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Covid and women in tech: a catalyst for change?

Women could be the digital beneficiaries of the pandemic. Tina Howell explains

Tina Howell
|Dec 22|magazine11 min read

There is no denying that Covid-19 has fast-tracked digital adoption. The use of online platforms like Zoom and Microsoft Teams has skyrocketed, boosting the number of online resources, digital networking opportunities and online communities available to people within the tech sector. 

At the same time, lockdown has seen many people try new skills and explore alternative career options. At the beginning of the Covid-19 pandemic, Free Code Camp saw a two million spike in signups to its online coding course after just two weeks. Similarly, Good Things Foundation, a charity focusing on digital inclusion, reported that since a significant increase in women accessing its free Learn My Way course in digital literacy. In February women made up 55 per cent of all learners; in May they made up 70 per cent.

So with easily accessible resources and a new way of working, is it possible that Covid-19 is the catalyst needed to encourage more women to consider a career in tech?

Where are we now?

Diverse thinking is not only a gender subject. Diverse thinking enables us to see problems from multiple viewpoints, creating holistic solutions and encouraging creative thinking. 

The events of 2020 have dramatically changed our way of thinking and working, uprooting our priorities, and magnifying the importance of working together, helping one-another and creating a more diverse, accepted and co-operative society. We’re starting to see more inclusion generally within the tech community, with more opportunities available for women as the true need for diverse teams becomes more apparent and accepted. But we still have a long way to go. 

According to WISE campaign’s Annual Core-STEM Stats Round Up: 2019-20, women account for just 17 per cent of tech roles in the UK, with the majority of women continuing to hold person-centred roles such as project management, digital marketing and human resources. If we are to see development in the digital area, we need to encourage women into the profession at a much earlier age.

A new generation

Women in the 18-25 year age group have been especially affected by Covid-19, so it’s crucial that we make them aware of the opportunities available in digital and what they can do to pursue a career in tech. The technologists among us have a duty to help those struggling during this time, providing advice, support and innovative ideas that can help them stay afloat and move into a role that is right for them.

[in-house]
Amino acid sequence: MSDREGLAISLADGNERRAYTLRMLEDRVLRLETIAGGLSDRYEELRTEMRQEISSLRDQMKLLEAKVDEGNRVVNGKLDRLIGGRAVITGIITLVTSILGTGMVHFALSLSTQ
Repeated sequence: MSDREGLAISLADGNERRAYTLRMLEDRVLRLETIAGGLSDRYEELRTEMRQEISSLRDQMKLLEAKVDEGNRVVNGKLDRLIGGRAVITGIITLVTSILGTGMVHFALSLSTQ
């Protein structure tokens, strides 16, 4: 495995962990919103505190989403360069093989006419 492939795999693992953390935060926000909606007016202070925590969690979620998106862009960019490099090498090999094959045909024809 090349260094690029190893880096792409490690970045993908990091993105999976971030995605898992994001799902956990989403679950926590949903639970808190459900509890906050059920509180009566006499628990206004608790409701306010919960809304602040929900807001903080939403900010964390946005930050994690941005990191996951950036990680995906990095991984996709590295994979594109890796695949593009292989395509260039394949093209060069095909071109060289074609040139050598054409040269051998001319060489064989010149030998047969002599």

With face-to-face meetups almost impossible right now, joining online forums and attending virtual meetups is currently the most accessible way to meet other women with a mutual interest in working in tech. Organisations like We Are Tech Women and the Woman in Tech Forum have become important pillars within the female digital community - and especially so since Covid. They are places for women to learn, share their experiences, seek advice and grow in confidence, especially in those early stages. 

This year, it has been easier than ever to embrace online learning from the comfort of our own homes. I’ve already commented on the significant spike in sign ups to Free Code Camp’s coding course at the beginning of lockdown. Women-only courses, from the likes of Code First Girls, are also having a major impact as they focus on empowering women in tech. They run a range of free courses aimed at developing programming skills, from front end development to JavaScript. Several of my colleagues have delivered an ‘Introduction to Web Development’ course, which was moved online as a result of Covid and since September, they have upskilled almost 250 women. 

At a time when unemployment is at an all time high in the UK, it’s important for women to remember that you don’t need a degree in tech to be able to work in tech. Passion and a willingness to learn is what you need, and many women have this in abundance. So much of working in tech is about collaboration, listening to your team, showing empathy and respect, and demonstrating creativity. Technical skills can always be learnt.

Moving forward

Having been brought up in an era where gender bias was particularly prevalent, I am passionate about supporting a new generation of women who do not have their options limited by this generation's biases. I believe parents and teachers have a responsibility to ensure their girls see the full scope of what they can be, including exposure to resources, games and information that might just shape the way they view their future. Implementing the right changes now will shape gender equality in the technology industry for years to come.

2020 has presented us with many opportunities to readjust our ways of thinking and working. It has realigned our priorities to accept technology as a crucial part of a high-functioning society and made us see the true value in instilling true diversity in our towns, cities and workplaces. But I would love to see this year as a catalyst for those with a true passion for tech take the leap; unbound by their sex. I only hope that when we look back on this year in future, we’re doing so as a more equal, more accepting, and more diverse society.

Tina Howell, DevOps, AND Digital

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